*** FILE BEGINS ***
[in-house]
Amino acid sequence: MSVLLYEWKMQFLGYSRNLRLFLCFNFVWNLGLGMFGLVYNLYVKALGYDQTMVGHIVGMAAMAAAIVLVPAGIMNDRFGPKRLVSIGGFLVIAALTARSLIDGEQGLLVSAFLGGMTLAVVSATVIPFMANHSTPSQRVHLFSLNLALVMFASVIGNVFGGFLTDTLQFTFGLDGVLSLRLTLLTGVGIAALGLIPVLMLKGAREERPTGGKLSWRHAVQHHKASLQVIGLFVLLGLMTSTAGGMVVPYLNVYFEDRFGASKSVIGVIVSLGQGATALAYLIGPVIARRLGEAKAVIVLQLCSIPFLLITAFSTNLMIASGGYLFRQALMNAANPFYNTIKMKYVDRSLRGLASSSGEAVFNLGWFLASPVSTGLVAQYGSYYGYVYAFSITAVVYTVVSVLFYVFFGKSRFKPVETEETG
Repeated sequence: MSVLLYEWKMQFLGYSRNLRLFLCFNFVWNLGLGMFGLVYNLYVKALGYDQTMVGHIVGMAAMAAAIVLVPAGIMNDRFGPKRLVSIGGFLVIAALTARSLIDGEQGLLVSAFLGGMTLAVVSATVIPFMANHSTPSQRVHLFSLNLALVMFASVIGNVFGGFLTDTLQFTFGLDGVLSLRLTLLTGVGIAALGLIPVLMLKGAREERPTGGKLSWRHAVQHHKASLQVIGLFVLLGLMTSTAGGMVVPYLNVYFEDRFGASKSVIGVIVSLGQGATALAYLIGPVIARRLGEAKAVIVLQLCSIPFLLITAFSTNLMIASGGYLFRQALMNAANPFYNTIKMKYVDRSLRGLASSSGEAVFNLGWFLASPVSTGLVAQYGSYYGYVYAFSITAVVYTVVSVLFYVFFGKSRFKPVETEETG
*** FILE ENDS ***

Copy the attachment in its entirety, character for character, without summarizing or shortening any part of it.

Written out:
[in-house]
Amino acid sequence: MSVLLYEWKMQFLGYSRNLRLFLCFNFVWNLGLGMFGLVYNLYVKALGYDQTMVGHIVGMAAMAAAIVLVPAGIMNDRFGPKRLVSIGGFLVIAALTARSLIDGEQGLLVSAFLGGMTLAVVSATVIPFMANHSTPSQRVHLFSLNLALVMFASVIGNVFGGFLTDTLQFTFGLDGVLSLRLTLLTGVGIAALGLIPVLMLKGAREERPTGGKLSWRHAVQHHKASLQVIGLFVLLGLMTSTAGGMVVPYLNVYFEDRFGASKSVIGVIVSLGQGATALAYLIGPVIARRLGEAKAVIVLQLCSIPFLLITAFSTNLMIASGGYLFRQALMNAANPFYNTIKMKYVDRSLRGLASSSGEAVFNLGWFLASPVSTGLVAQYGSYYGYVYAFSITAVVYTVVSVLFYVFFGKSRFKPVETEETG
Repeated sequence: MSVLLYEWKMQFLGYSRNLRLFLCFNFVWNLGLGMFGLVYNLYVKALGYDQTMVGHIVGMAAMAAAIVLVPAGIMNDRFGPKRLVSIGGFLVIAALTARSLIDGEQGLLVSAFLGGMTLAVVSATVIPFMANHSTPSQRVHLFSLNLALVMFASVIGNVFGGFLTDTLQFTFGLDGVLSLRLTLLTGVGIAALGLIPVLMLKGAREERPTGGKLSWRHAVQHHKASLQVIGLFVLLGLMTSTAGGMVVPYLNVYFEDRFGASKSVIGVIVSLGQGATALAYLIGPVIARRLGEAKAVIVLQLCSIPFLLITAFSTNLMIASGGYLFRQALMNAANPFYNTIKMKYVDRSLRGLASSSGEAVFNLGWFLASPVSTGLVAQYGSYYGYVYAFSITAVVYTVVSVLFYVFFGKSRFKPVETEETG